Inspired by the death of a gay patient who was unable to cope with his double life, Hirschfeld wrote his first publication that year, a pamphlet entitled Sappho and Socrates, on homosexual love arguing that homosexuality was a natural variation of human sexuality and should be decriminalised.
According to the Magnus Hirschfeld Foundation, “Between 1899 and 1923, Hirschfeld and his staff compiled a 20,000-page anthology. The “Yearbooks For Sexual Intermediaries” were intended to show that between the “full man” and the “full woman” there are an infinite number of gradations and combinations. Hermaphrodites, transvestites, homosexuals are the necessary natural link between the two poles of man and woman. The homosexual is a kind of “third sex”. He founded the “Institute for Sexual Research” in 1919 in order to provide a solid framework for this research.
Also in 1919, Hirschfeld appeared as himself in a controvertial 50 minute German silent film called "Different From Others" which was the first film to openly promote a positive image of homosexuality and show the difficulties of living a double life. Below is a short extract from the film - if you would like to see a much longer extract follow this link to Different From Others. Only fragments still remain of the oringinal film which was banned in 1920 and sadly most copies were destroyed by the Nazis in 1933.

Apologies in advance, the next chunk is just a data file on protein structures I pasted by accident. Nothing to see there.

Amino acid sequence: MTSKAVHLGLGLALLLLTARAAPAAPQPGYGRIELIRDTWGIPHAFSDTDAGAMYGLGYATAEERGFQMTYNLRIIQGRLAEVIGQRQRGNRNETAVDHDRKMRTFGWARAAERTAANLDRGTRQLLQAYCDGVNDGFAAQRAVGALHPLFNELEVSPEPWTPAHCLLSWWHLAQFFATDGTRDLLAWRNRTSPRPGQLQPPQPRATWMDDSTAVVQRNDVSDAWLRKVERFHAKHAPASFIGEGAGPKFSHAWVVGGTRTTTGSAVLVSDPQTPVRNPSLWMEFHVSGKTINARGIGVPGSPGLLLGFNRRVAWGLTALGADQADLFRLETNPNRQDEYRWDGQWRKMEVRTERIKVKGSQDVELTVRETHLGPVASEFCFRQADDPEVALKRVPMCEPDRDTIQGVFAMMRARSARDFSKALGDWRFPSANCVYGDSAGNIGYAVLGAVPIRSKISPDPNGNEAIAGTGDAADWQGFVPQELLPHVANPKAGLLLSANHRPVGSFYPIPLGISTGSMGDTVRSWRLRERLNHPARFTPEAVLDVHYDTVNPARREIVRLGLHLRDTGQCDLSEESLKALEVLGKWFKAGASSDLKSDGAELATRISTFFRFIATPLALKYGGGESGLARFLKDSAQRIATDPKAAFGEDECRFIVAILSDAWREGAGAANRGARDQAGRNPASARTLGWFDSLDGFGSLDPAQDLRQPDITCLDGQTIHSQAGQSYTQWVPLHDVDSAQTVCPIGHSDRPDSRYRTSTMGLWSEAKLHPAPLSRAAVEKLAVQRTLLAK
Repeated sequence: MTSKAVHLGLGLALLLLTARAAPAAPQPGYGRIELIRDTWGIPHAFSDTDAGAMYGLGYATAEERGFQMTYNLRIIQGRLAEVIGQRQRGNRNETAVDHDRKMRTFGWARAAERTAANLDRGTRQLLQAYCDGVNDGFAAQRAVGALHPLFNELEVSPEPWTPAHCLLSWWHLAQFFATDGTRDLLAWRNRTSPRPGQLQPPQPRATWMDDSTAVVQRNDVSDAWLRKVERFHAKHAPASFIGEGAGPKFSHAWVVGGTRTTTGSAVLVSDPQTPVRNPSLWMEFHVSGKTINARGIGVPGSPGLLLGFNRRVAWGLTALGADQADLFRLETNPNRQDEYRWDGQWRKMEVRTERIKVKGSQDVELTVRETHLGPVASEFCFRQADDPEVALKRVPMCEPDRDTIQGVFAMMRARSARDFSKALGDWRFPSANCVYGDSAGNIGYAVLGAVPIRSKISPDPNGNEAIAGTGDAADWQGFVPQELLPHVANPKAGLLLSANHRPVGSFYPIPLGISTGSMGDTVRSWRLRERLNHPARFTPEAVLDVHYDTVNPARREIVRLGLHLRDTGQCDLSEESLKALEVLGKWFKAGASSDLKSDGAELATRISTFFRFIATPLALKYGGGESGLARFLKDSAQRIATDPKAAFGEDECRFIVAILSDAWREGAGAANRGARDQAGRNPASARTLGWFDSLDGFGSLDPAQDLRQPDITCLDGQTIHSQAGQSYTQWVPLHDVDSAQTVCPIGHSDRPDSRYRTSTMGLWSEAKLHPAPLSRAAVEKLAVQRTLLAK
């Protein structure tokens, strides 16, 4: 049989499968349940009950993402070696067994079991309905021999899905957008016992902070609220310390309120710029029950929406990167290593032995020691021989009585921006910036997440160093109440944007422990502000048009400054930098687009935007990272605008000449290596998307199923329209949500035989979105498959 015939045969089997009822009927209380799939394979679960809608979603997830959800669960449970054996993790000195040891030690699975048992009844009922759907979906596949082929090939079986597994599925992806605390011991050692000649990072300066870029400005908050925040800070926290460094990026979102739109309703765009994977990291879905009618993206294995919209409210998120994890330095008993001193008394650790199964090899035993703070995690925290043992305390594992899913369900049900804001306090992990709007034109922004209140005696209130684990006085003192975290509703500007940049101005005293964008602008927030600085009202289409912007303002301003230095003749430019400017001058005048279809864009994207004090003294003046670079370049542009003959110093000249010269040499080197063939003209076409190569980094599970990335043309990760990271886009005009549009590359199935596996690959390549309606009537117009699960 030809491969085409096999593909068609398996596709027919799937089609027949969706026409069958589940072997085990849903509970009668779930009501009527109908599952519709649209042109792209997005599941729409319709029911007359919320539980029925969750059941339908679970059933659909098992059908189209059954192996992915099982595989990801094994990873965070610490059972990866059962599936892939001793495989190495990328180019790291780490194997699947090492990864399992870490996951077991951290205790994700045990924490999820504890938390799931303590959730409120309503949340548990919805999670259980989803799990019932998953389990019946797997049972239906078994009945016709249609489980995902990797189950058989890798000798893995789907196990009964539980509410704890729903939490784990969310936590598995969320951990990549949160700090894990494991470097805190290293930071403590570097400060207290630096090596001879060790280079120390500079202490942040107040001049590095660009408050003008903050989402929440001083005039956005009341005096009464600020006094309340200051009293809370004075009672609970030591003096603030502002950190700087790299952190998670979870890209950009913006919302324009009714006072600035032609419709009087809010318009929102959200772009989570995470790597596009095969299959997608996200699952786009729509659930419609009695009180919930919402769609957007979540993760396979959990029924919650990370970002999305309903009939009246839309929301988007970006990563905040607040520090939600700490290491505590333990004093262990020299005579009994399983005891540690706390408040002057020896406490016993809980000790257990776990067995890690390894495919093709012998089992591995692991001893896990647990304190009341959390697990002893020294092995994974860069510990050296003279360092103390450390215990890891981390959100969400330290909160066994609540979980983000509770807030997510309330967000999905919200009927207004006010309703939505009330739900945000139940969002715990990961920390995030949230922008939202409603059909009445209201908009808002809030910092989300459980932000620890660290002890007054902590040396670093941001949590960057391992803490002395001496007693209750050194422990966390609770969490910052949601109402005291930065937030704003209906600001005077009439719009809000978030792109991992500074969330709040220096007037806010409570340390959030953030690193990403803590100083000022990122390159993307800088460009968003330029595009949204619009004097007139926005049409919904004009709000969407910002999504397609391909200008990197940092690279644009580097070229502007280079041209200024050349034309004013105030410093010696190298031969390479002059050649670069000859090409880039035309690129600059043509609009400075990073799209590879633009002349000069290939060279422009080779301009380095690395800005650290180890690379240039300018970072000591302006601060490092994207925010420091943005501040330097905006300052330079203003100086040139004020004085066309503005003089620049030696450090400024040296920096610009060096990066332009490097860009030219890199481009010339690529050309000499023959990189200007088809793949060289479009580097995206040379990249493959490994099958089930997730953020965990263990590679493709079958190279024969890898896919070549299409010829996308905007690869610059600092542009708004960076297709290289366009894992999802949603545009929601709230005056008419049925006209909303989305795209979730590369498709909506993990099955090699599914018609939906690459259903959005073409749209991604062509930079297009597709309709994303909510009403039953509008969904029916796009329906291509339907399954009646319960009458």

As a result of this research work in 1910 Magnus Hirschfeld published Die Transvestitenin coining the word transvestism, however many of the biographies in the publication would today be described as transsexual. There is considerable dispute as to who first coined the term Transsexual. Hirschfeld did use the term in a journal article in 1923, but it was not until the early 1950s that the term started to become popular largely following its use by Harry Benjamin, who was responsible for the development of the standards of care for treatment of transsexual patients. Benjamin’s work was greatly inspired by Hirschfeld who he had been responsible for bringing to the USA on a tour just before the Nazi’s came to power in Germany.
Following the publication of Die Transvestitenin, in 1913 Havelock Ellis proposed an alternative label of “sexo-aesthetic inversion” which did not catch on. In 1902 he suggested another term, Eonism, inspired by the Chevalier D’Eon De Beaumont following the model established by Richard Freiherr von Krafft-Ebing in popularising the term Sadism from the novels Marquis de Sade and masochism from the name of Leopold von Sacher-Masoch.